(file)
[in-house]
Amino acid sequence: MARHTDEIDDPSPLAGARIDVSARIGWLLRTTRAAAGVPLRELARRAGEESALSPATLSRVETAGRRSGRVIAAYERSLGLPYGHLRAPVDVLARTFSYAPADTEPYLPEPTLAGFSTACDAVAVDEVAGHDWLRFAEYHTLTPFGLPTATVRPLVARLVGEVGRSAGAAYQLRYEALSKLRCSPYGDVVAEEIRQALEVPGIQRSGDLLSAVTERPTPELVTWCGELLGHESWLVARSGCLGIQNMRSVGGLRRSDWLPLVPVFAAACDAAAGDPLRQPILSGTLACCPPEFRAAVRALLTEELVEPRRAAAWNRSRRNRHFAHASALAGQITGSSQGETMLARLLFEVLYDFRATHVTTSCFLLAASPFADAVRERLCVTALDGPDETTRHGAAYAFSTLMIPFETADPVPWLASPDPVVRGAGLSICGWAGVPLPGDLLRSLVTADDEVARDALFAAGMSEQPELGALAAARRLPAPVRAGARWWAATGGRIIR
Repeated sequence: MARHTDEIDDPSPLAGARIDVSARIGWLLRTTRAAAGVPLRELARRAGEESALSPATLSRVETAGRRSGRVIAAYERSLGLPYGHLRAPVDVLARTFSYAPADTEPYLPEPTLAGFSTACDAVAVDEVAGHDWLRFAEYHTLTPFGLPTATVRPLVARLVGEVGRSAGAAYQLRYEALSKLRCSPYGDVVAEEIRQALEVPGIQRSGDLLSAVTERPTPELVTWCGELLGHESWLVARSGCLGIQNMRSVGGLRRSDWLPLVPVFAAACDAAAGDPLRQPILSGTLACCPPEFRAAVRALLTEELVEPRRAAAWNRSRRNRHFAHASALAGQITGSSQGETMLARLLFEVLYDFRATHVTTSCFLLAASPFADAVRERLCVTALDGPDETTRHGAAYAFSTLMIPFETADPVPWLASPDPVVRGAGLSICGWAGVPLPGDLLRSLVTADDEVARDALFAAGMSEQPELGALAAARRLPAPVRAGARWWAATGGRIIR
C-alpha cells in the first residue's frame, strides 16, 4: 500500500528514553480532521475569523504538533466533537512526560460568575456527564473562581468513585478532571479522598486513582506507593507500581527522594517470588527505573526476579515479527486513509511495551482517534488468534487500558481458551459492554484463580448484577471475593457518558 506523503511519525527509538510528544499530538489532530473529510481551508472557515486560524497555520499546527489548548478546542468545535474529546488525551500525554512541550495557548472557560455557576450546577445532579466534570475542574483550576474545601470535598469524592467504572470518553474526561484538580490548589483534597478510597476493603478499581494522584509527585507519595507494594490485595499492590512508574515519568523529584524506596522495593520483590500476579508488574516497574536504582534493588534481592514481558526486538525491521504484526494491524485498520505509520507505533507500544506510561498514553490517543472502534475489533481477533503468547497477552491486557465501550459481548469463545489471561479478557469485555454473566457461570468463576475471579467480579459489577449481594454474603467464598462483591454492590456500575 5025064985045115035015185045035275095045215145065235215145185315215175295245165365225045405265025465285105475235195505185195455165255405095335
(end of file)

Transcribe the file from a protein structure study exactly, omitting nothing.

[in-house]
Amino acid sequence: MARHTDEIDDPSPLAGARIDVSARIGWLLRTTRAAAGVPLRELARRAGEESALSPATLSRVETAGRRSGRVIAAYERSLGLPYGHLRAPVDVLARTFSYAPADTEPYLPEPTLAGFSTACDAVAVDEVAGHDWLRFAEYHTLTPFGLPTATVRPLVARLVGEVGRSAGAAYQLRYEALSKLRCSPYGDVVAEEIRQALEVPGIQRSGDLLSAVTERPTPELVTWCGELLGHESWLVARSGCLGIQNMRSVGGLRRSDWLPLVPVFAAACDAAAGDPLRQPILSGTLACCPPEFRAAVRALLTEELVEPRRAAAWNRSRRNRHFAHASALAGQITGSSQGETMLARLLFEVLYDFRATHVTTSCFLLAASPFADAVRERLCVTALDGPDETTRHGAAYAFSTLMIPFETADPVPWLASPDPVVRGAGLSICGWAGVPLPGDLLRSLVTADDEVARDALFAAGMSEQPELGALAAARRLPAPVRAGARWWAATGGRIIR
Repeated sequence: MARHTDEIDDPSPLAGARIDVSARIGWLLRTTRAAAGVPLRELARRAGEESALSPATLSRVETAGRRSGRVIAAYERSLGLPYGHLRAPVDVLARTFSYAPADTEPYLPEPTLAGFSTACDAVAVDEVAGHDWLRFAEYHTLTPFGLPTATVRPLVARLVGEVGRSAGAAYQLRYEALSKLRCSPYGDVVAEEIRQALEVPGIQRSGDLLSAVTERPTPELVTWCGELLGHESWLVARSGCLGIQNMRSVGGLRRSDWLPLVPVFAAACDAAAGDPLRQPILSGTLACCPPEFRAAVRALLTEELVEPRRAAAWNRSRRNRHFAHASALAGQITGSSQGETMLARLLFEVLYDFRATHVTTSCFLLAASPFADAVRERLCVTALDGPDETTRHGAAYAFSTLMIPFETADPVPWLASPDPVVRGAGLSICGWAGVPLPGDLLRSLVTADDEVARDALFAAGMSEQPELGALAAARRLPAPVRAGARWWAATGGRIIR
C-alpha cells in the first residue's frame, strides 16, 4: 500500500528514553480532521475569523504538533466533537512526560460568575456527564473562581468513585478532571479522598486513582506507593507500581527522594517470588527505573526476579515479527486513509511495551482517534488468534487500558481458551459492554484463580448484577471475593457518558 506523503511519525527509538510528544499530538489532530473529510481551508472557515486560524497555520499546527489548548478546542468545535474529546488525551500525554512541550495557548472557560455557576450546577445532579466534570475542574483550576474545601470535598469524592467504572470518553474526561484538580490548589483534597478510597476493603478499581494522584509527585507519595507494594490485595499492590512508574515519568523529584524506596522495593520483590500476579508488574516497574536504582534493588534481592514481558526486538525491521504484526494491524485498520505509520507505533507500544506510561498514553490517543472502534475489533481477533503468547497477552491486557465501550459481548469463545489471561479478557469485555454473566457461570468463576475471579467480579459489577449481594454474603467464598462483591454492590456500575 5025064985045115035015185045035275095045215145065235215145185315215175295245165365225045405265025465285105475235195505185195455165255405095335